Environmental NGOs are urging the European Commission (EC) to restrict sales of compact fluorescent lamps (CFLs) under the Restriction of Hazardous Substances Directive, showing how they can be feasibly replaced with lighting emitting diode (LED) lamps. “The time is ripe for an EC decision to take CFLs (<30W) off the shelves throughout the EU by 2018,” said EEB’s Elena Lymberidi-Settimo. Since the US Energy Department’s lifecycle analysis shows that LEDs far surpass CFLs in efficiency and other environmental impacts, advocates are also calling for US retailers to follow IKEA’s lead in ending CFL sales. “LEDs are environmentally preferable to CFLs from a lifecycle perspective,” said Alicia Culver, RPN’s director. “LEDs use less energy, last three times longer than CFLs. They are a practical and affordable alternative for most general purpose lighting applications.” Workers can be exposed to mercury when manufacturing, transporting, installing, recycling or disposing of CFLs and other fluorescent lamps. Pregnant women and toddlers may be exposed above safe levels when CFLs are broken in rooms without ventilation. “LEDs don’t contain mercury and are becoming more cost competitive, especially when energy use and higher CFL disposal costs are factored in,” said MPP director Bender.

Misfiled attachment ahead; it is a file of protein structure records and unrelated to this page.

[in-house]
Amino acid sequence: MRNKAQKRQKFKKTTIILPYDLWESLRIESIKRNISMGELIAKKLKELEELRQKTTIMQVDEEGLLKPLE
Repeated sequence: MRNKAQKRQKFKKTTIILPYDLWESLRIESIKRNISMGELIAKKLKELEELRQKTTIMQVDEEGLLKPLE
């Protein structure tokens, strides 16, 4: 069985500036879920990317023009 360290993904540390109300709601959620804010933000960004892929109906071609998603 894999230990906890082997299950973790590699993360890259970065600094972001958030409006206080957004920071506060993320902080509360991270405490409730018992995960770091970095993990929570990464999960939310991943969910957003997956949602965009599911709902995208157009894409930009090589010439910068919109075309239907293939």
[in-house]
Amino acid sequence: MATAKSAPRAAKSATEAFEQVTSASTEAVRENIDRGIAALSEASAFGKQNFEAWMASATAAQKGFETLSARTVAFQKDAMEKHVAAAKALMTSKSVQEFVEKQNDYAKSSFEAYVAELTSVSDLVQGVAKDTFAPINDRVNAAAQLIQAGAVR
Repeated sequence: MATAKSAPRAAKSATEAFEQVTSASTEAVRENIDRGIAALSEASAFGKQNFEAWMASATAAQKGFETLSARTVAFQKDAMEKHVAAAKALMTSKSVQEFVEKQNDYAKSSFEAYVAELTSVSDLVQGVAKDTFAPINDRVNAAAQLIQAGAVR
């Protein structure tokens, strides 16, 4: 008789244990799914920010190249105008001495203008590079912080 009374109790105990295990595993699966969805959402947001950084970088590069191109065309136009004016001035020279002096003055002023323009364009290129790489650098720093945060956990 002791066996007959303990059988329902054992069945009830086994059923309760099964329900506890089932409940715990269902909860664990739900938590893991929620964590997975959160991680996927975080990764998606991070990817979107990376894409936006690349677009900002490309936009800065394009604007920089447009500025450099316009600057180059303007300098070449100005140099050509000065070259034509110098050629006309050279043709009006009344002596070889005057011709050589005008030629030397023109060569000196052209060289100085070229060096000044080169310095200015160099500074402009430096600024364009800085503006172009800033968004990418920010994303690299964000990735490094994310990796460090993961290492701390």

On behalf of CSPI and MPP, Earthjustice recently filed a lawsuit in federal court against FDA for failing to respond to our 2011 petition requesting the Agency to give consumers clear, accurate and accessible information about mercury in seafood (as recent press reports explain.) The lawsuit seeks a court-ordered deadline since under its own regulations, FDA had 180 days to respond and its failure to do so violates federal law. In 2004, FDA acknowledged MeHg exposure risks when it issued an online advisory based on now outdated research. Several recent studies suggest adverse effects at exposure levels 10-fold lower than those considered acceptable a decade ago.
On Thursday, the Vermont legislature passed a bill creating an extended producer responsibility recycling program for mercury-containing light bulbs and setting mercury content standards, modeled after the EU. Pending the Governor’s approval, Vermont will become the third state to establish such a program, following a law first passed in Maine (supported by a report– also see fact sheet) and then a second in Washington, where a weblink explains it. “This law will help continue an important lamp recycling program.” said Senator Virginai Lyons (D-Chittenden), lead sponsor of the legislation. “Protecting our waterways and other natural resources from mercury exposure is vitally important,” said Representative David Deen (D-Windham-5). More information on the retail lamp collection program is available here.